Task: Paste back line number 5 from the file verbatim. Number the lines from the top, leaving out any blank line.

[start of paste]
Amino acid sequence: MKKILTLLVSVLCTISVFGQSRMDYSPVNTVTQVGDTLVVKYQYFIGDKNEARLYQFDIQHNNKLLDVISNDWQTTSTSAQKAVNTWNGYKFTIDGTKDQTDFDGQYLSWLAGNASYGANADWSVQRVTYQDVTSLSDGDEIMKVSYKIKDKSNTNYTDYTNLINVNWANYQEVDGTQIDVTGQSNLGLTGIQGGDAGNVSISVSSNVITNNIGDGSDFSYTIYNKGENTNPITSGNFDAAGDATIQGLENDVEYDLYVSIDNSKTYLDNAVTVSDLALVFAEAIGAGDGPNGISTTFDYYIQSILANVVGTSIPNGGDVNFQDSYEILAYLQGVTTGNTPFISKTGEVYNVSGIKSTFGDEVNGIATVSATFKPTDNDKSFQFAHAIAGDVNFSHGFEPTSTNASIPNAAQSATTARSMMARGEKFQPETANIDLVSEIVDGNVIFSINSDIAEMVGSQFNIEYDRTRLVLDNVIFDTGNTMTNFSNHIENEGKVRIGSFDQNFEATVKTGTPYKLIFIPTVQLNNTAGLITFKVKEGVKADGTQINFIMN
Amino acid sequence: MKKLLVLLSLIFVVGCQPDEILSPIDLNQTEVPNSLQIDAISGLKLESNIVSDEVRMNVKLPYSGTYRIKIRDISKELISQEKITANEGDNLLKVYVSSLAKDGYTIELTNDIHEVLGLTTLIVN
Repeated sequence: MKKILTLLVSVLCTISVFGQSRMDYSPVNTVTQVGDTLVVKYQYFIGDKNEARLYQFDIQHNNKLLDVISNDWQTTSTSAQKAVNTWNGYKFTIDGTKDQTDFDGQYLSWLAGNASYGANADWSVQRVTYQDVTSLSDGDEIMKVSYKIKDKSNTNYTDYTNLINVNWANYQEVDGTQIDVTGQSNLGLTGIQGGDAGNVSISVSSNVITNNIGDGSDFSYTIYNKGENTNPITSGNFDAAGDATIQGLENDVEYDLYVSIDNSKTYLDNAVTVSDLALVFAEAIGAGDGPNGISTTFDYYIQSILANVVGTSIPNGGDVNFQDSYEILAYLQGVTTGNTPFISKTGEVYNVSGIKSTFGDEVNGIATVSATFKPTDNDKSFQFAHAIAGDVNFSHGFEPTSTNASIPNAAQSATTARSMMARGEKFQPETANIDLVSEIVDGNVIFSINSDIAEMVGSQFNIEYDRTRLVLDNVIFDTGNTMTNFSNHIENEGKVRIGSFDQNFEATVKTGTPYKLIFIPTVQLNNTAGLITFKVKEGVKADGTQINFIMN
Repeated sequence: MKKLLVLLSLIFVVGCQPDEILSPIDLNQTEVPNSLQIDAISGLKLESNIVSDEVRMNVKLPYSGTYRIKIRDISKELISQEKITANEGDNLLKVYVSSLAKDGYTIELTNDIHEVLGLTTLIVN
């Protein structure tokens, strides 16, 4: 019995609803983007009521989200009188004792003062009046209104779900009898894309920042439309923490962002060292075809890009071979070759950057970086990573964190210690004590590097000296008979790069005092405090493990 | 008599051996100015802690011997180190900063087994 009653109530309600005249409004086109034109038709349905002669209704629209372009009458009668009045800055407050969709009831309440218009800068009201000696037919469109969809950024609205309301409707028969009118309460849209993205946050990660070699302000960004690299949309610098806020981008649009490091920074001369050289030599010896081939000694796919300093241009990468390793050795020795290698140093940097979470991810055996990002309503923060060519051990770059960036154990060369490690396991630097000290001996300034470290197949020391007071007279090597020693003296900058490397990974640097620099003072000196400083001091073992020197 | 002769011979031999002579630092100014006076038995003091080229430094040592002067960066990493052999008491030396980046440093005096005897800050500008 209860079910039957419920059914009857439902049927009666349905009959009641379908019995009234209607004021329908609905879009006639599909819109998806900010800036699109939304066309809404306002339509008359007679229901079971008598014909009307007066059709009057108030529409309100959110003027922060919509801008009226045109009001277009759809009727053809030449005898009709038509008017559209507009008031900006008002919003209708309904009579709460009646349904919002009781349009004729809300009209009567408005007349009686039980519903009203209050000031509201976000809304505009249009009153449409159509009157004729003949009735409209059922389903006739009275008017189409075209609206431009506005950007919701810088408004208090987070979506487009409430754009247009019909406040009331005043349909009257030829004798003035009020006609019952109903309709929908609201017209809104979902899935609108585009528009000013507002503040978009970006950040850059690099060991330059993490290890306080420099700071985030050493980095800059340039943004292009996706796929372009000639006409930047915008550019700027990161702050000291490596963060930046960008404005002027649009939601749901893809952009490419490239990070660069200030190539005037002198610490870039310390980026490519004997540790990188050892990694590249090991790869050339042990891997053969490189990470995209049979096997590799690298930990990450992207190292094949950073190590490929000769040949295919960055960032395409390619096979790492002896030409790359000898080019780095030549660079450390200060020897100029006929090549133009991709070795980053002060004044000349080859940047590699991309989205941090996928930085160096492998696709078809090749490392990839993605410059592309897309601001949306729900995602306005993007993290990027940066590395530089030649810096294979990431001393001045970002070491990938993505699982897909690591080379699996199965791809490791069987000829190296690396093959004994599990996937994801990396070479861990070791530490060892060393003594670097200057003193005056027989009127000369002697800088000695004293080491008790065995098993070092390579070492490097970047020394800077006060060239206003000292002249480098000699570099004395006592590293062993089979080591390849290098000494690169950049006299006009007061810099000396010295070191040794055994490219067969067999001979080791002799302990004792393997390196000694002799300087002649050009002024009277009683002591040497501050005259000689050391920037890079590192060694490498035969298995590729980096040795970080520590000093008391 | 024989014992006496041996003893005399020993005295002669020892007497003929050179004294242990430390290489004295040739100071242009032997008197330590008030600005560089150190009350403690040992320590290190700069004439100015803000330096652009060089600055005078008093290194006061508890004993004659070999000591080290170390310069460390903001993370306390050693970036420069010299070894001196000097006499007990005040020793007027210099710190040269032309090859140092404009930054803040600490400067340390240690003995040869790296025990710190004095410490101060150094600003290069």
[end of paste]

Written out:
């Protein structure tokens, strides 16, 4: 019995609803983007009521989200009188004792003062009046209104779900009898894309920042439309923490962002060292075809890009071979070759950057970086990573964190210690004590590097000296008979790069005092405090493990 | 008599051996100015802690011997180190900063087994 009653109530309600005249409004086109034109038709349905002669209704629209372009009458009668009045800055407050969709009831309440218009800068009201000696037919469109969809950024609205309301409707028969009118309460849209993205946050990660070699302000960004690299949309610098806020981008649009490091920074001369050289030599010896081939000694796919300093241009990468390793050795020795290698140093940097979470991810055996990002309503923060060519051990770059960036154990060369490690396991630097000290001996300034470290197949020391007071007279090597020693003296900058490397990974640097620099003072000196400083001091073992020197 | 002769011979031999002579630092100014006076038995003091080229430094040592002067960066990493052999008491030396980046440093005096005897800050500008 209860079910039957419920059914009857439902049927009666349905009959009641379908019995009234209607004021329908609905879009006639599909819109998806900010800036699109939304066309809404306002339509008359007679229901079971008598014909009307007066059709009057108030529409309100959110003027922060919509801008009226045109009001277009759809009727053809030449005898009709038509008017559209507009008031900006008002919003209708309904009579709460009646349904919002009781349009004729809300009209009567408005007349009686039980519903009203209050000031509201976000809304505009249009009153449409159509009157004729003949009735409209059922389903006739009275008017189409075209609206431009506005950007919701810088408004208090987070979506487009409430754009247009019909406040009331005043349909009257030829004798003035009020006609019952109903309709929908609201017209809104979902899935609108585009528009000013507002503040978009970006950040850059690099060991330059993490290890306080420099700071985030050493980095800059340039943004292009996706796929372009000639006409930047915008550019700027990161702050000291490596963060930046960008404005002027649009939601749901893809952009490419490239990070660069200030190539005037002198610490870039310390980026490519004997540790990188050892990694590249090991790869050339042990891997053969490189990470995209049979096997590799690298930990990450992207190292094949950073190590490929000769040949295919960055960032395409390619096979790492002896030409790359000898080019780095030549660079450390200060020897100029006929090549133009991709070795980053002060004044000349080859940047590699991309989205941090996928930085160096492998696709078809090749490392990839993605410059592309897309601001949306729900995602306005993007993290990027940066590395530089030649810096294979990431001393001045970002070491990938993505699982897909690591080379699996199965791809490791069987000829190296690396093959004994599990996937994801990396070479861990070791530490060892060393003594670097200057003193005056027989009127000369002697800088000695004293080491008790065995098993070092390579070492490097970047020394800077006060060239206003000292002249480098000699570099004395006592590293062993089979080591390849290098000494690169950049006299006009007061810099000396010295070191040794055994490219067969067999001979080791002799302990004792393997390196000694002799300087002649050009002024009277009683002591040497501050005259000689050391920037890079590192060694490498035969298995590729980096040795970080520590000093008391 | 024989014992006496041996003893005399020993005295002669020892007497003929050179004294242990430390290489004295040739100071242009032997008197330590008030600005560089150190009350403690040992320590290190700069004439100015803000330096652009060089600055005078008093290194006061508890004993004659070999000591080290170390310069460390903001993370306390050693970036420069010299070894001196000097006499007990005040020793007027210099710190040269032309090859140092404009930054803040600490400067340390240690003995040869790296025990710190004095410490101060150094600003290069």